If you want to do simple attenuators, (turn-down knobs), thats not too difficult. I just haven't actually seen that circuit. I imagine it would use a coil to ground, rather than a cap.

    Thats getting more into Kents area.

    Leave a comment:


  • Empty Pockets
    replied
    Re: Designing my tone circuit...

    Oh well I was only gonna use 'em as turn-down knobs...thanks for all the detailed advice Artie, that blew my mind.

    -X

    Leave a comment:


  • ArtieToo
    replied
    Re: Designing my tone circuit...

    As for adding both bass and treble controls, this gets a little more complicated. You can't really "add" a passive bass control. Unless, of course, you only want to roll-off, or attenuate the bass. If we assume you want to boost and cut the bass and treble, using only passive controls, then what has to happen is, you build a low-pass, and a high-pass filter, with components so carefully selected, that you effectively lower the entire output of the guitar evenly. That is, you maintain the original sonic characteristics of the pups.

    Having done that, (no easy task), you basically have both bass and treble attenuators, which would allow you to dial-in some bass, dial-in some treble.
    It would mean also, that if you used to operate your amp at, say 2 or 3, now it would need to be at 5 or 6.

    Its not an ideal solution, and probably why not too many guitar makers use it.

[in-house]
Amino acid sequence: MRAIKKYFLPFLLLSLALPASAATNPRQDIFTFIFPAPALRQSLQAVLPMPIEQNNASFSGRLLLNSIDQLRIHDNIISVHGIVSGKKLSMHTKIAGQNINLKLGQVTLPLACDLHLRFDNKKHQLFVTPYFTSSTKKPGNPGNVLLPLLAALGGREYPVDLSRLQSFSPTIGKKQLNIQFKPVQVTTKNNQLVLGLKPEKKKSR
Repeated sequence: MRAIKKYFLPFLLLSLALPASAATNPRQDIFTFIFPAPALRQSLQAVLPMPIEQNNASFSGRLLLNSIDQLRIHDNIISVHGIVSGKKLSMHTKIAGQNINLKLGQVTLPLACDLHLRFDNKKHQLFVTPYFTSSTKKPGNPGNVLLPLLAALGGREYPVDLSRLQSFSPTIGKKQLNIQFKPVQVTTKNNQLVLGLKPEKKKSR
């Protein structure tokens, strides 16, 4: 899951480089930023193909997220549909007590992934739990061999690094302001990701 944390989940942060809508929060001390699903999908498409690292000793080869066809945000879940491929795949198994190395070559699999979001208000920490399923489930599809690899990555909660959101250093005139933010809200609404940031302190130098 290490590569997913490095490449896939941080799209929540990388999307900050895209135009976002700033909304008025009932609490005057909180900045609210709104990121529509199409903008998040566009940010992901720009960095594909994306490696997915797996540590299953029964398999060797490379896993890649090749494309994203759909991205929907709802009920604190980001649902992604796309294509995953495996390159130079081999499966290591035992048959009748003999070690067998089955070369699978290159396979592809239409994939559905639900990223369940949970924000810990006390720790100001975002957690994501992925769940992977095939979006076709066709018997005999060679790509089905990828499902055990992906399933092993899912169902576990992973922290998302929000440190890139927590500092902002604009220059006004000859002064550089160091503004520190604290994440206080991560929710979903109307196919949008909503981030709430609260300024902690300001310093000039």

Leave a comment:


  • ArtieToo
    replied
    Re: Designing my tone circuit...

    Ok, just a touch of clarity here.

    The idea of a 500k pot on "5" equaling a 250k pot is relative only to a tone control. Not a volume control. And then, relative only to a linear pot. It would still hold true for an audio-taper pot, but only when the 500k pot is at its electrical halfway point. Not its physical halfway point.

    Now, if we go from there, lets say we have a 500k tone pot, and we want to add more highs. We can put in a 1 meg control, and place it at "5". (Again, assuming a linear pot.) At that setting, we have the same tonal effect as the 500k at "10". Since we can now dial "out" some resistance, we create the illusion, or affect, that we're adding in more high-end. In reality, we used a rolled-off high-end as our reference point, and now, are just rolling-off less.

    Does that make sense?

    Leave a comment:


  • Empty Pockets
    replied
    Re: Designing my tone circuit...

    So I should just grab up three 500k's and call it a night?

    I'm not really looking for THE BEST TONE or anything, just seeing if my idea would work...

    Thanks fellas

    -X

    Leave a comment:


  • rspst14
    replied
    Re: Designing my tone circuit...

    Originally posted by Empty Pockets